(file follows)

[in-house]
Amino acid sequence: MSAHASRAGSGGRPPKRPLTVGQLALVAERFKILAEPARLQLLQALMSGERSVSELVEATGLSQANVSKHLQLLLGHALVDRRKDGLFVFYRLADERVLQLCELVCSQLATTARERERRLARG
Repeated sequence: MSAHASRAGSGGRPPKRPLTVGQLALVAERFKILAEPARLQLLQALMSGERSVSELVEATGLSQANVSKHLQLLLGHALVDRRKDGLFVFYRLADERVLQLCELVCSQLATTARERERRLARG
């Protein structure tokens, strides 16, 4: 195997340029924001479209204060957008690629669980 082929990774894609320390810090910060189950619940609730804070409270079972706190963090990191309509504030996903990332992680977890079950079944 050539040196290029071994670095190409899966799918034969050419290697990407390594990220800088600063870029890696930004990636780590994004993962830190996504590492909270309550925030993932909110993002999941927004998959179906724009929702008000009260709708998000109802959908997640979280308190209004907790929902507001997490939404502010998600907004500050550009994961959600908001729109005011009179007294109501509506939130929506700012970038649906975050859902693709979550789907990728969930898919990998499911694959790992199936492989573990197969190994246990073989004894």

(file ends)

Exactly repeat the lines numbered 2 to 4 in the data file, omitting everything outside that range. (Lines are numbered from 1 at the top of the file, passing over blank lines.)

Amino acid sequence: MSAHASRAGSGGRPPKRPLTVGQLALVAERFKILAEPARLQLLQALMSGERSVSELVEATGLSQANVSKHLQLLLGHALVDRRKDGLFVFYRLADERVLQLCELVCSQLATTARERERRLARG
Repeated sequence: MSAHASRAGSGGRPPKRPLTVGQLALVAERFKILAEPARLQLLQALMSGERSVSELVEATGLSQANVSKHLQLLLGHALVDRRKDGLFVFYRLADERVLQLCELVCSQLATTARERERRLARG
């Protein structure tokens, strides 16, 4: 195997340029924001479209204060957008690629669980 082929990774894609320390810090910060189950619940609730804070409270079972706190963090990191309509504030996903990332992680977890079950079944 050539040196290029071994670095190409899966799918034969050419290697990407390594990220800088600063870029890696930004990636780590994004993962830190996504590492909270309550925030993932909110993002999941927004998959179906724009929702008000009260709708998000109802959908997640979280308190209004907790929902507001997490939404502010998600907004500050550009994961959600908001729109005011009179007294109501509506939130929506700012970038649906975050859902693709979550789907990728969930898919990998499911694959790992199936492989573990197969190994246990073989004894």